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Hobby in Trouble, Part XXXVII



 
 
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  #1  
Old March 11th 04, 06:50 AM
Dave C.
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Default Hobby in Trouble, Part XXXVII

From the looks of this ng, is the hobby suffering an agonizing death? Anyone
care to offer suggestions?

As I've predicted before, card collecting cannot survive the fact that cards
become less and less identifiable with each new set and insert subset. The
massive offering of cards is drowning in its own anonymity. It defies the
rules of collectibility. You can't offer 200 different cards of Jason Giambi
each year and expect anyone to care about any single one of them. Set
collectors have no steady medium by which they can "build" most of the sets
available, other than buying massive box quanitities all at once. You think
you have a nice card? No one cares because by the time others can learn what
it is, it is old news. True collectibles maintain their interest for years.
How many cards in the last 10 years have held our interest for an extended
period? Very few.

When cards within a single set became overproduced in the late 1980's, the
shift was to sets of smaller production runs. That worked for a while. But
now the problem has become too many sets, too many parallels, too many
inserts, too much game-used. In order to try to create identity, the whole
concept has become one giant gimmick-fest. There are so many gimmicks
(clever subset set naming, fancy printing techniques, etc.) that it's an
embarassment to participate without feeling like some kind of sucker.

There needs to be a new structure within the hobby. One manufacturer needs
to say enough! and have the guts and self-discipline to print only THREE
sets per year:

1) An 750-card set similar to the pre-1995 Topps sets. The set should focus
on the 25-man roster players, and have very few "special" cards. The cards
should be released in 3 series, and late enough to limit the number of
traded/freeAgent players showing up on the wrong team. Series 1 in February,
Series 2 in April, Series 3 in July. Each series can feature ONE unique
novelty insert set featuring all-star caliber players: stickers, booklets,
coins, etc. You should be able to buy a pack of 10 for one dollar. This set
should be generously produced. The target audience would be the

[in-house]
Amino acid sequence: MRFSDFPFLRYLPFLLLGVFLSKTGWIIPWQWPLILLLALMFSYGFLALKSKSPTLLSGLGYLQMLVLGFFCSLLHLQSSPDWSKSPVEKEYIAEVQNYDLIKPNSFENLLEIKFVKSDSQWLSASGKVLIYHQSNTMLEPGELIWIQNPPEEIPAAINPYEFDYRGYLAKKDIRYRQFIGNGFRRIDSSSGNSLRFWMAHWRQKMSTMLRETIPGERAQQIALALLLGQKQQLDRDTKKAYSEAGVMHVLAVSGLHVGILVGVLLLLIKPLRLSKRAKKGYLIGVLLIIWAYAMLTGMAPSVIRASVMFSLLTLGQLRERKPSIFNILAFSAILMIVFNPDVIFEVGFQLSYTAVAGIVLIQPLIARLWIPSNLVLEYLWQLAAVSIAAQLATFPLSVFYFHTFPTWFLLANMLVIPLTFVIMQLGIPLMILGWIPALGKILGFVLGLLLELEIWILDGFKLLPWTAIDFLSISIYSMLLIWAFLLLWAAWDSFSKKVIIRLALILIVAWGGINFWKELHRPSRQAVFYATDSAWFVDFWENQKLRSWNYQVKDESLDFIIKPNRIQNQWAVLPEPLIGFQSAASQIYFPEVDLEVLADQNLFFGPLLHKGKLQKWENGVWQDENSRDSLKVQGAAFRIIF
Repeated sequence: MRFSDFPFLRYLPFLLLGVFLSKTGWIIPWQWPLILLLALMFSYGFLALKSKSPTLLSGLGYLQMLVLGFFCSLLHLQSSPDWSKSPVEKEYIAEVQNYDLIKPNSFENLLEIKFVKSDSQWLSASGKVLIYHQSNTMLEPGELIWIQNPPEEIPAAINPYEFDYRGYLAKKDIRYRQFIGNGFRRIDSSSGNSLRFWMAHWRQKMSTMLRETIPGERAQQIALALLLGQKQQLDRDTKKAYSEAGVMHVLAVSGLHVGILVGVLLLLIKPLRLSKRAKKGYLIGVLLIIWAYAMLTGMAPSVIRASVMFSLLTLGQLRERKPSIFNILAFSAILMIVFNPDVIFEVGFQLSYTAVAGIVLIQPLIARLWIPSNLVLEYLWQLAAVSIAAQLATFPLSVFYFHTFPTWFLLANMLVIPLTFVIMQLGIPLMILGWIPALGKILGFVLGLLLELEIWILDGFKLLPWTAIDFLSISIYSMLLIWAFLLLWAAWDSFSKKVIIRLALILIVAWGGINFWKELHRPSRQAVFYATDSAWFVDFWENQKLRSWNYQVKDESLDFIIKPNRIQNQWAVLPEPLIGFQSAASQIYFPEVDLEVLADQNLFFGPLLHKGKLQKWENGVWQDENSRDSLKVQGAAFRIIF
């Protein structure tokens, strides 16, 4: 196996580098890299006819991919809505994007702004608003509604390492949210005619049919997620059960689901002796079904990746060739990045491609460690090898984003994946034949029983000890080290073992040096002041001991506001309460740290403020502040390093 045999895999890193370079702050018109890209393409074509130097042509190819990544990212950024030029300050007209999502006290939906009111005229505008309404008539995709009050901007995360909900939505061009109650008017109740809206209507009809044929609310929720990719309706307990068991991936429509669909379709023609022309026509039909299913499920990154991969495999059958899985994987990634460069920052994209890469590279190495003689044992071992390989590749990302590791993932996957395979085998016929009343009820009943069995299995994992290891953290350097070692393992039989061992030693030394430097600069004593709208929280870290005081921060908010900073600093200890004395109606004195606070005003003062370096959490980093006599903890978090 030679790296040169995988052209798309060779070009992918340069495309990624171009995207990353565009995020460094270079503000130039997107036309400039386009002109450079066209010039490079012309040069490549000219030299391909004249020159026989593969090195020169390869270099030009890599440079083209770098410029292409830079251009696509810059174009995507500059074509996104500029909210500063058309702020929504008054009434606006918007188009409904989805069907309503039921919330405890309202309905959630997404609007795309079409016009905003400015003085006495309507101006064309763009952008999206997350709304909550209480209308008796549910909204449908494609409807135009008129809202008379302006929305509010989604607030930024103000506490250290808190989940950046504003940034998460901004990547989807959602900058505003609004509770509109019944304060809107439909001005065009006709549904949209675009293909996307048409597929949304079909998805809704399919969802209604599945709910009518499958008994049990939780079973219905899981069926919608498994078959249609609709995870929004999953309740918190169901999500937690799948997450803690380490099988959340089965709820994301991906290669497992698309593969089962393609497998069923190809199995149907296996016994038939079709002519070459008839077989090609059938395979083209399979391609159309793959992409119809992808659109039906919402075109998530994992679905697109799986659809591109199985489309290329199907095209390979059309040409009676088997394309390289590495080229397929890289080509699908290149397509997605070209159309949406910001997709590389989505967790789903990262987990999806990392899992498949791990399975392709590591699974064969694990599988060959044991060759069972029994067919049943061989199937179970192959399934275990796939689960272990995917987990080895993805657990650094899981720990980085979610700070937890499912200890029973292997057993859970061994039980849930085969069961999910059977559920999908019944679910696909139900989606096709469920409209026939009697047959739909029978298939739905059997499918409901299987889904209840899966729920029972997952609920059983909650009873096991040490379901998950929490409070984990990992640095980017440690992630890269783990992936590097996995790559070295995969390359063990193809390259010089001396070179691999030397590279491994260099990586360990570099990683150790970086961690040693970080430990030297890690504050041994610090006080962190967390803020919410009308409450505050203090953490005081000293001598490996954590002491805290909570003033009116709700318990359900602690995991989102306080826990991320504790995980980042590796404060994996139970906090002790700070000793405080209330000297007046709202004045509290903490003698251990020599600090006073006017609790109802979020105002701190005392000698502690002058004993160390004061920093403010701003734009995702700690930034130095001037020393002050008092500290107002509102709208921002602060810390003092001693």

nostalgia/vintage crowd, the younger crowd, and the parents who want to
appease their kids with cards at a reasonable price. I know that this sounds
like sacrilege, but these cards would have NO INTENDED INVESTMENT VALUE.

2) One super-premium set featuring the top few players on each team (about
100 cards), plus the top dozen or so rookie prospects. Extremely limited
one-of-a-kind inserts. Limited edition, expensive. One pack of 4 for $5.
Inserts seeded as the 4th card in 1 pack out of 100. Target audience: the
most serious collectors and investors.

3) A moderate-premium "season review" set of about 450 cards, including the
starting players and new/rookie players that emerged during the season. It
should include a limited insert set of the top two dozen players and the top
5 rookie/emerging stars from the current season. Released in September,
prior to the playoffs. One pack of 10 cards for $3. Inserts seeded as the
10th card in 1 pack out of 10. Complete base factory set available for
purchase in November (for Christmas sales season) at a significantly higher
per unit cost (to maintain motivation for set-building at the lower per-unit
cost).

Important: Resist the tempation to produce too much, and too early. At
first, this will cost the manufacturer market share, which will make them
nervous. But once established, it will become the manufacturer of identity,
which is the only thing that will rescue the hobby. With this standard,
across the 3 sets the top stars would have at most 5 different cards
(exluding the "novelty"inserts") of varying scarcity, from very common to
extremely rare.

The ultimate objective for the manufacturer would be that essentially EVERY
collector would have one or more of these three sets in their collection,
regardless of whether or not they also collected any of the dozens of other
sets/manufacturers on the market.


Ads
  #2  
Old March 11th 04, 04:05 PM
Jeff Shaw
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Default



Dave C. wrote:
From the looks of this ng, is the hobby suffering an agonizing death? Anyone
care to offer suggestions?

Snipped to save bandwidth

Is this post 15 years old? I've been reading this type stuff since 1989.
Upper Deck is to expensive and will destroy the hobby. In 1990 Leaf came
out and only 10% of what Donruss produced was printed (no exact numbers
where ever released, at least that I saw). Heck, people were insenced
when Fleer and Donruss started doing cards in the early 80's. The hobby
is not dying. People are being pickier on what they buy, joining trade
groups. I pick a couple of baseball sets and a football set each year
for the fun of putting the sets together. I've found shops that bust
boxes and get singles or go to shows where someone has this year's
singles and usually have other stuff at home. I'm a member of
Sportscardfun.com and have almost three hundred trades over the past